Well then Marina. Marina at that time cultivated the image of Brigitte Bardot. This French actress was very popular there at that time. Her portraits were in all cinemas, on display. And Marina cultivated her manners, her hairstyle, her manner to dress. And when I first met Marina, that was the image she cultivated and showed to others who didn’t know her. And that’s what Oswald saw, his whole Marina in this image.
And again, there was another Marina already but also got married. And we visited Marina’s friend, [unintelligible 00:26:26]. There was a tight circle of friends. No way to just display some image. She was all in herself. There was another Marina, as well as a chatterbox, a chain smoker. When we watched TV and discussed something, she would immediately introduce her opinion on anything without being asked to. And again, she would swear a lot. Well, she would use F-words. It was an expletive way for her.
At that time it was absolutely forbidden. It was the ‘60s, not nowadays when even educated people just would use that to show that they’re still not out of touch with reality, I think so. Well, that was a different Marina. That was a real Marina. Well, with her pretty face, it was a joke. She rather demonstrated, “You see, I’m an emancipated girl and I even can use what is forbidden, words that are forbidden or unaccepted.”
So there’s another Marina. She was a shallow character. Certainly, she wouldn’t discuss things philosophical and political in some depth. They were absolutely boring to her. And there was some give and take between him and Lee in this area. So there are two images of Marina. One for general use, Brigitte Bardot, and another for domestic consumption, a chatterbox, a chain smoker, and a swear box. [chuckles]
Jeff Schechtman: Why do you think the image of her has become so distorted over the years? What’s your sense of that?
Prof. Ernst: Well, I wouldn’t say it was distorted, in retrospect, as far as…
Jeff Schechtman: As you say, there were really two Marinas.
Prof. Ernst: At that time, well, that was he wanted to demonstrate for Lee Oswald, who didn’t know her. There were so many girls there at that time. [unintelligible 00:29:16] and any girl wanted to somehow be visible. And that is Marina’s way to attract attention. I would call it an absolute innocent way. She was a pretty one, why not imitate Brigitte Bardot, which already was in the minds of all around as a just pretty, noninhibited girl? Why not adopt this image? There’s nothing wrong with that. So that’s it. As for American media, well, they write anything they want.
Jeff Schechtman: You have the sense, you mentioned this a few moments ago, and you write about it in the book that the meeting between the two of them perhaps was orchestrated. Talk about your thoughts in that regard. And if so, by whom?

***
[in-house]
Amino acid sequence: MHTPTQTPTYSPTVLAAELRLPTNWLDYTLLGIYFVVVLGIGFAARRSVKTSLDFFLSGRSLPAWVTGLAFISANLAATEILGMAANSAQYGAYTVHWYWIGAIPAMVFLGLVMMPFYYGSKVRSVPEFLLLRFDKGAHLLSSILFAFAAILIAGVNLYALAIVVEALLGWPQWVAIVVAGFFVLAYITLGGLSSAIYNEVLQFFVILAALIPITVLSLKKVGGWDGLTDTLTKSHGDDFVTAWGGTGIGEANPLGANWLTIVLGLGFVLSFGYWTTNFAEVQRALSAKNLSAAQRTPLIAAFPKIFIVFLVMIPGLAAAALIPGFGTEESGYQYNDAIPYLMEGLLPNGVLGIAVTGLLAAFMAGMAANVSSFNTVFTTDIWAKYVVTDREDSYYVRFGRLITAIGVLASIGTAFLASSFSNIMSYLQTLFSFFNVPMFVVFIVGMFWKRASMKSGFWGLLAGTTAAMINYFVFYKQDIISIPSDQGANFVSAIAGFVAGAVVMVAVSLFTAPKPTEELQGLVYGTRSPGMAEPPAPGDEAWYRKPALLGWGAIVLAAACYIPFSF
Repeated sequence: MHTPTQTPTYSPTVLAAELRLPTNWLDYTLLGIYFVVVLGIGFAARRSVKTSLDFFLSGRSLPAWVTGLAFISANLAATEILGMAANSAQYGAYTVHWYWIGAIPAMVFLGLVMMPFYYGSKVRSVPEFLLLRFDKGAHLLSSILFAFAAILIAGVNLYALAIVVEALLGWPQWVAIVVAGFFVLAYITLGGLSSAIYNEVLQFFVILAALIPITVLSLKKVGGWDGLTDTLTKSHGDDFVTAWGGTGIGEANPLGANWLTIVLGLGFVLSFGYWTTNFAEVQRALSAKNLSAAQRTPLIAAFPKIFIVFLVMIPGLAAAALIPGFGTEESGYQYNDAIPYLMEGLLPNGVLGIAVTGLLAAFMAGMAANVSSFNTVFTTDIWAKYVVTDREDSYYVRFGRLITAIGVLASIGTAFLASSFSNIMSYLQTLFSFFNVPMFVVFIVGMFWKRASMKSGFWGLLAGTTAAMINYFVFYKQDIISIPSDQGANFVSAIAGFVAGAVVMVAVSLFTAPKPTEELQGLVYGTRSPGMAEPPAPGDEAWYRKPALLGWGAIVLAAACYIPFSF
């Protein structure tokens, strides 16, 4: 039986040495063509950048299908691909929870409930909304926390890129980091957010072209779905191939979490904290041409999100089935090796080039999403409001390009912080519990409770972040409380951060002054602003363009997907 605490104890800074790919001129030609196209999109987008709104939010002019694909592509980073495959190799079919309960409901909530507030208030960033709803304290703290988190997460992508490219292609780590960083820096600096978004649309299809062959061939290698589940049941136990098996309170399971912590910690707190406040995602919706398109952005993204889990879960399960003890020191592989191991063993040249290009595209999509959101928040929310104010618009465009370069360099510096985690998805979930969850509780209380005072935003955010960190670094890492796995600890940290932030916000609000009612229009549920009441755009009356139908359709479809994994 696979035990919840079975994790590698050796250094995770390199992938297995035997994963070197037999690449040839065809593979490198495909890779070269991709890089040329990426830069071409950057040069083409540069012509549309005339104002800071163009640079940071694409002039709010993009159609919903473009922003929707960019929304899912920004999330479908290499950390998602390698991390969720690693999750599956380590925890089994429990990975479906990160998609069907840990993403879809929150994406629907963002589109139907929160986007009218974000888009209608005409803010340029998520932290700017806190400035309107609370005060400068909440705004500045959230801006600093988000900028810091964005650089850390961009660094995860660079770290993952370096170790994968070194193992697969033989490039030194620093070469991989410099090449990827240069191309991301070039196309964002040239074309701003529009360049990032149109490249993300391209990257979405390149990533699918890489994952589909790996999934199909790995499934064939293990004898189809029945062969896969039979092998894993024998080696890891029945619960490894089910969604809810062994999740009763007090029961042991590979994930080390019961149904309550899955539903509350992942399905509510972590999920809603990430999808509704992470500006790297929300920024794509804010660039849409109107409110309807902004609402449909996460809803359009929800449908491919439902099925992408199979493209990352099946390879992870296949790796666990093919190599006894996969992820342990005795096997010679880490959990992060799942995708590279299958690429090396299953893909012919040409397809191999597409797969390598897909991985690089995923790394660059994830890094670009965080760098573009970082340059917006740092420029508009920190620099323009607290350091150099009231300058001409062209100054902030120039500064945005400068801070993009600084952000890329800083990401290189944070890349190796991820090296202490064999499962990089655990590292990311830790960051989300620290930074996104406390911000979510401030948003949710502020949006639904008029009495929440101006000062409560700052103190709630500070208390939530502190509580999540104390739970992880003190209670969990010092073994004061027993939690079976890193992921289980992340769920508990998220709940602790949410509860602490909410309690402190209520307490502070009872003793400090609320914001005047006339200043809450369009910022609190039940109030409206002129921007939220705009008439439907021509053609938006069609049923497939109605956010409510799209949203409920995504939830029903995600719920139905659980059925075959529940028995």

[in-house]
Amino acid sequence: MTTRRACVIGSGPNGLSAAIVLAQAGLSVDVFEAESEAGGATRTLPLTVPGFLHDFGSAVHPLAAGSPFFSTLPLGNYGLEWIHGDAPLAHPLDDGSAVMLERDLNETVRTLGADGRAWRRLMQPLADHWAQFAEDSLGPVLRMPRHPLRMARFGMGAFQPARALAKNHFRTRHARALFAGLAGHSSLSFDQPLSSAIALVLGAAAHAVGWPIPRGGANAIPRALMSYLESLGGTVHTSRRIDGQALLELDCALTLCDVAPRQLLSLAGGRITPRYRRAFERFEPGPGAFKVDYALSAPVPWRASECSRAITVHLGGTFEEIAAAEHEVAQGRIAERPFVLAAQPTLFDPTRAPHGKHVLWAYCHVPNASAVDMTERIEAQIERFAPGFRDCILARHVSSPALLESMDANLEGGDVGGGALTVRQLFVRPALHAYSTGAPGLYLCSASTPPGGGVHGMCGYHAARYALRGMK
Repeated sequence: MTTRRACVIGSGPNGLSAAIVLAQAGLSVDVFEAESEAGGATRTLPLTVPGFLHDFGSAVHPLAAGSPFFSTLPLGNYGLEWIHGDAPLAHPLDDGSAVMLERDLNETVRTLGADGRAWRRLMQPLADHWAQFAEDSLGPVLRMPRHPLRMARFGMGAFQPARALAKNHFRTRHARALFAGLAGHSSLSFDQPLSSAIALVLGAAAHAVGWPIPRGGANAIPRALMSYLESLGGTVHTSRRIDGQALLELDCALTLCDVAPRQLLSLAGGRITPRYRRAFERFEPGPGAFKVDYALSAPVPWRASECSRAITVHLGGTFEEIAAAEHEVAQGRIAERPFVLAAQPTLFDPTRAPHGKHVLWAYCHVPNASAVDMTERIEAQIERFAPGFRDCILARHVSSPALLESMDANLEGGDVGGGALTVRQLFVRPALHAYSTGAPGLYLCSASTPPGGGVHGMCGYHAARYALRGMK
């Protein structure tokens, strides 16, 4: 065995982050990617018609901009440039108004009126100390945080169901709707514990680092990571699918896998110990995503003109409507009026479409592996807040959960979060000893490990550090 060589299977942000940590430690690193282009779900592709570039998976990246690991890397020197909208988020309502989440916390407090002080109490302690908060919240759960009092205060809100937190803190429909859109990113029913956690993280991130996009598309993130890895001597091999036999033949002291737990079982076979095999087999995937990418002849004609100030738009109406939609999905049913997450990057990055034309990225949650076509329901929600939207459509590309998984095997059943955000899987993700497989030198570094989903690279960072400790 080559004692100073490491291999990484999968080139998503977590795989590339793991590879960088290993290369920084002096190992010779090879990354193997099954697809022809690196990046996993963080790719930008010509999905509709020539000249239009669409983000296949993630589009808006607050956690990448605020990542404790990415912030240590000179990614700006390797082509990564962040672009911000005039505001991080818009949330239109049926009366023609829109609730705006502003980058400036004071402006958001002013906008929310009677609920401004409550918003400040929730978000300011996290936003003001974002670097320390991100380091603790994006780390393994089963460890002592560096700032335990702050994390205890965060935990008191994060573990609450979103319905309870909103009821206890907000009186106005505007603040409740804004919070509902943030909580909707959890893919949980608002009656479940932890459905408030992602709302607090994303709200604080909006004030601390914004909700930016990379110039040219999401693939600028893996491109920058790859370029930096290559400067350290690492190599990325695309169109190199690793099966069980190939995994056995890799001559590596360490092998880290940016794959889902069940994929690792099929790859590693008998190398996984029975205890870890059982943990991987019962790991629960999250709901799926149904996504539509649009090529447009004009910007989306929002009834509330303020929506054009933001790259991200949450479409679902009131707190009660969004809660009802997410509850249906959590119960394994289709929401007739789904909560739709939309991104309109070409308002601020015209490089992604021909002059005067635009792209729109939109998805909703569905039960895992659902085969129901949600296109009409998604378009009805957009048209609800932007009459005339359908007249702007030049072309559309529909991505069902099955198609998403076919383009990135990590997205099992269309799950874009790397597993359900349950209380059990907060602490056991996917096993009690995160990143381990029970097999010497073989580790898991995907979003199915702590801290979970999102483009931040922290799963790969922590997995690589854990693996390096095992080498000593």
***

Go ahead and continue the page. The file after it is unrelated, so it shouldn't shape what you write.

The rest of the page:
Prof. Ernst: Well by whom, that’s the obvious if it was. The only organization interested in studying Marina and Oswald, also through Marina was the intelligence KGB. Why? In the first place, well, it was arranged that Oswald, well, [chuckles] [unintelligible 00:31:00] in both ways all. [chuckles] One picture, a whole picture, you need introduction, many things. Well, I will try to get the essence of that.
Well anyway, I didn’t attend the lecture, Lee did, the lecture by Cherkasova. Cherkasova was the 15 session of the United Nations Organization and the Russian delegation. She rubbed shoulders with top party boss there on the way. And she was told by the party bosses to read the lecture on return for the students. It was part of a political education campaign and her son wants to help her with showing pictures through [unintelligible 00:32:12]. And he arranged all that in an orchestra pit, isolated from the rest of the audience.
Well, before starting the lecture, I told Oswald, “I’m not going to listen to another political indoctrination.” And he insisted that he wouldn’t go there. Now I understand, he was starving for any news of these things. And later, so he went and we agreed that we meet together after the lecture at the dances. And later on, I learned that I was wrong about the lecture. Cherkasova did it in a very interesting way. Oh, there were spots she did give as due to the party line and everything, but mostly it was showing pictures and telling in a simple way about the United States. So Oswald received what he wanted.
Well, later on when I researched this episode, I learned that Cherkasova son Yuri, he took Oswald into the orchestra pit. He knew Oswald and he told his friend [unintelligible 00:34:00] beforehand that he expected an American here. He boasted that, and he really took charge of Oswald, took him to the orchestra bit. By the way, Cherkasova was surprised when he started lecture, he saw Yuri once, not alone there. At first, he was disturbed unless her son started some pranks of him, but later they were doing business and she was satisfied with that.
So from the very beginning, Oswald was isolated from the rest of the audience and nobody could get into that orchestra pit from the audience. Later, I try to get in there myself. There’s a way for us under the scene. I couldn’t do it alone. I had to ask somebody around there. That was when I investigated again years later in ‘90s. So he isolated Oswald in the orchestra pit. Then by the end of the lecture, Marina appears. You know where?
At the orchestra pit. [chuckles] Isn’t that a coincidence? [chuckles] And then she was ushered into the orchestra pit. Again, isolated place, and was introduced to Oswald there.